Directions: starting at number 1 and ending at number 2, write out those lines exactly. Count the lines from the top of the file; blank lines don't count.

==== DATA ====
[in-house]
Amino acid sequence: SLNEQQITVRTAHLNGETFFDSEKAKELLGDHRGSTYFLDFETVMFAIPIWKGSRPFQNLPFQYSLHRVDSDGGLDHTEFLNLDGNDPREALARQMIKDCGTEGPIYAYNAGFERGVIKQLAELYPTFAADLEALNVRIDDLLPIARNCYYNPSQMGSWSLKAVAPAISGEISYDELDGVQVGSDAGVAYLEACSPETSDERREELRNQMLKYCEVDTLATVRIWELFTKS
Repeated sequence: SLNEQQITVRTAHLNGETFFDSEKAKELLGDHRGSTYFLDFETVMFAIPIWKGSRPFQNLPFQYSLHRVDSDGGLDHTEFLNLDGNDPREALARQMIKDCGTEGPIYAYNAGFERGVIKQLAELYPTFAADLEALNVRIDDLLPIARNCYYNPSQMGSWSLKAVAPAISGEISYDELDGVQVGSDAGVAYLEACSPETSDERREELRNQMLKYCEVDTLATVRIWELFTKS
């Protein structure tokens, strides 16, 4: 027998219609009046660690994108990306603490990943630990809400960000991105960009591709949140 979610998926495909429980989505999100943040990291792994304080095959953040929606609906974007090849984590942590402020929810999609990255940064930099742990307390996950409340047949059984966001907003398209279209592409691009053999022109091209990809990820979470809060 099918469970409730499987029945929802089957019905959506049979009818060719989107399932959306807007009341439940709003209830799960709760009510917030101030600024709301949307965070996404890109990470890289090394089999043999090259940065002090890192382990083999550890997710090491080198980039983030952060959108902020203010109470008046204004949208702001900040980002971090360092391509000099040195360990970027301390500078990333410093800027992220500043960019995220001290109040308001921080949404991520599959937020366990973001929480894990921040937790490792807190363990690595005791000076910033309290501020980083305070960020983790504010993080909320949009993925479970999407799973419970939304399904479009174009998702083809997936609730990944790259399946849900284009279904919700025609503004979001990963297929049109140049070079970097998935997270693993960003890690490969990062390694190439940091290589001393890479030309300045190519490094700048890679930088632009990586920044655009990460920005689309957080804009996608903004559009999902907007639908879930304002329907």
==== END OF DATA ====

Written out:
[in-house]
Amino acid sequence: SLNEQQITVRTAHLNGETFFDSEKAKELLGDHRGSTYFLDFETVMFAIPIWKGSRPFQNLPFQYSLHRVDSDGGLDHTEFLNLDGNDPREALARQMIKDCGTEGPIYAYNAGFERGVIKQLAELYPTFAADLEALNVRIDDLLPIARNCYYNPSQMGSWSLKAVAPAISGEISYDELDGVQVGSDAGVAYLEACSPETSDERREELRNQMLKYCEVDTLATVRIWELFTKS